That leads to 'curriculum' - the aptitude for learning, whether at work or in life. That includes taking external courses whenever possible to build one's resume. For instance, my French-language courses are a crucial step towards my dream job of working for Cirque du Soleil.
I see 'character' as my conduct in society; through words and actions, how people see me and how I see myself.
Finally, 'company' refers to my relationships with loved ones and making time to keep in touch with them.
Aisha Mostafa, 23, graduated from the University of Huddersfield in 2006. She works in the arts and for a cafe chain
Paradigm shift needed
AS SOMEONE who will matriculate in two years' time, I could not agree more with Dr Ng's four Cs.
They focus on the social links between Singaporeans and emphasise the human workforce as the lifeline of our nation. Are the values of cash, condominium, credit card, car and country club still valid in the economic crisis and amid retrenchment woes? Yes, but they are no longer the fruits of a nation's success. Material possessions disappear over time, but the bonds that we form with one another are the key to survival.
Only when good relations are made and priorities set will we be capable of riding out these tough times. Many of my army peers have taken up part-time studies to brush up skills they will need in varsity life while I try to keep in contact with school teachers long after graduation and seek their advice on further education.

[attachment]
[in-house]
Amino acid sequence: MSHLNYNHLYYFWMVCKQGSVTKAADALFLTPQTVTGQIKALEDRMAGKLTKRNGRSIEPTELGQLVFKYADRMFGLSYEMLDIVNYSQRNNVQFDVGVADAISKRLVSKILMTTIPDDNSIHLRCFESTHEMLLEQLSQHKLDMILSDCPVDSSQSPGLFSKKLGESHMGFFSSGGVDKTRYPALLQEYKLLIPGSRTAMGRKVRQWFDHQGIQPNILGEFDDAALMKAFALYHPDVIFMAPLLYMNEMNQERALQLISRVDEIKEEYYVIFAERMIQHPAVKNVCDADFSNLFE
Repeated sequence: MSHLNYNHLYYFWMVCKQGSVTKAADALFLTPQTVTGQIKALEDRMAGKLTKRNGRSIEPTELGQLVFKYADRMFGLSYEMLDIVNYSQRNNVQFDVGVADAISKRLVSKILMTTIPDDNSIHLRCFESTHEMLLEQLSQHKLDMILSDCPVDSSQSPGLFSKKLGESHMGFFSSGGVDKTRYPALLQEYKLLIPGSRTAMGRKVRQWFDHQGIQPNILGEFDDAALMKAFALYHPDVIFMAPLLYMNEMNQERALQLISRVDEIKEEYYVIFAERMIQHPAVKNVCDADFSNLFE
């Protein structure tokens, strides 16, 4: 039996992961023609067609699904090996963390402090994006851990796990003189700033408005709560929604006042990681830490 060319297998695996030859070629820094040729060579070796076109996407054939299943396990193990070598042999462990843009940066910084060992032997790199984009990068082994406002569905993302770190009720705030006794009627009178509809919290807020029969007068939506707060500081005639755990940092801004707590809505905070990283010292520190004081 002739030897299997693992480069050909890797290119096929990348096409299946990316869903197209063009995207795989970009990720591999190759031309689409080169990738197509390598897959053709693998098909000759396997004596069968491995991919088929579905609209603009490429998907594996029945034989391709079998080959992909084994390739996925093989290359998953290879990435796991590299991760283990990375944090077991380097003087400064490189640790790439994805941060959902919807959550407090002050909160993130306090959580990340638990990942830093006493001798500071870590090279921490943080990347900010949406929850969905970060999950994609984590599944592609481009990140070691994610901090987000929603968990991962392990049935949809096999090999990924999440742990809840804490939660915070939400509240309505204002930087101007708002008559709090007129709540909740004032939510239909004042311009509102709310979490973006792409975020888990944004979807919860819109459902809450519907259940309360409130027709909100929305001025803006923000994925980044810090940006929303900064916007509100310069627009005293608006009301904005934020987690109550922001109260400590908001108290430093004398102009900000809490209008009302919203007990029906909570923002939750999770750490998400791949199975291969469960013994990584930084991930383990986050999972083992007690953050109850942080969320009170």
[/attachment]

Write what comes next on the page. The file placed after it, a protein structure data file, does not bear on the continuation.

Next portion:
Singapore needs a paradigm shift to the minister's four Cs in cherishing what we have and not taking things for granted. They help manage our limited resources and ensure our social stability in sailing such uncharted waters.
Jonathan Liautrakul, 19, has a place to read arts and social sciences in NUS
Relax, be a bit cheeky in class
AFTER having ploughed through university for four years, I realise there's one thing many of my peers sorely need - cheekiness.
I've endured countless classes and tutorials in which everyone sits ram-rod straight and ardently takes down whatever the professor or tutor is uttering for fear of missing out on something profound.
Whenever the floor is thrown open, a few enthusiastic souls proffer answers with all the seriousness of contestants on The Apprentice, while others are too afraid or 'paiseh' to even squeak a syllable.
Hardly anyone smiles. Even the professor's sincere attempts at joking are met with scattered nervous laughter.
Why the intensity, guys? Why not lighten up, hang loose a little and derive some fun out of class? The professor is there to help us learn. He's not that creature that sizes up your good and bad deeds on Judgment Day.
As the saying goes: There's a time for everything, and that time is university.
Why am I not surprised such kill-joy behaviour translates readily into the coldness of the average workplace after graduation?
Eisen Teo, 24, recently graduated with honours in history at NUS
This article was first published in The Straits Times.